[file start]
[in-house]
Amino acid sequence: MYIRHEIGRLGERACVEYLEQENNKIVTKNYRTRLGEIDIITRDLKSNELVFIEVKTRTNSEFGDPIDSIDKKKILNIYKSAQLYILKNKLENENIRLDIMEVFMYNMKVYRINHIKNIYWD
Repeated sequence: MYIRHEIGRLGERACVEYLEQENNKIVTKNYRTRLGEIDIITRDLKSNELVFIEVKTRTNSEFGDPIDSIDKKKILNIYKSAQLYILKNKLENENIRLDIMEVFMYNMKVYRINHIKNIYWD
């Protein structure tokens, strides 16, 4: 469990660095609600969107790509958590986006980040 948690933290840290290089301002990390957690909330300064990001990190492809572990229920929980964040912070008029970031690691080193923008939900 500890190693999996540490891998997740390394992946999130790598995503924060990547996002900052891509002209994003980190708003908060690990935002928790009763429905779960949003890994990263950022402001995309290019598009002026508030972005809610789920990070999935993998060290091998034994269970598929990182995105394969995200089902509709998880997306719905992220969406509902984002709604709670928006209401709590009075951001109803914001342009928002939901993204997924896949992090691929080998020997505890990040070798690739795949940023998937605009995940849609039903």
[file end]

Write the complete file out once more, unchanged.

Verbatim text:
[in-house]
Amino acid sequence: MYIRHEIGRLGERACVEYLEQENNKIVTKNYRTRLGEIDIITRDLKSNELVFIEVKTRTNSEFGDPIDSIDKKKILNIYKSAQLYILKNKLENENIRLDIMEVFMYNMKVYRINHIKNIYWD
Repeated sequence: MYIRHEIGRLGERACVEYLEQENNKIVTKNYRTRLGEIDIITRDLKSNELVFIEVKTRTNSEFGDPIDSIDKKKILNIYKSAQLYILKNKLENENIRLDIMEVFMYNMKVYRINHIKNIYWD
């Protein structure tokens, strides 16, 4: 469990660095609600969107790509958590986006980040 948690933290840290290089301002990390957690909330300064990001990190492809572990229920929980964040912070008029970031690691080193923008939900 500890190693999996540490891998997740390394992946999130790598995503924060990547996002900052891509002209994003980190708003908060690990935002928790009763429905779960949003890994990263950022402001995309290019598009002026508030972005809610789920990070999935993998060290091998034994269970598929990182995105394969995200089902509709998880997306719905992220969406509902984002709604709670928006209401709590009075951001109803914001342009928002939901993204997924896949992090691929080998020997505890990040070798690739795949940023998937605009995940849609039903």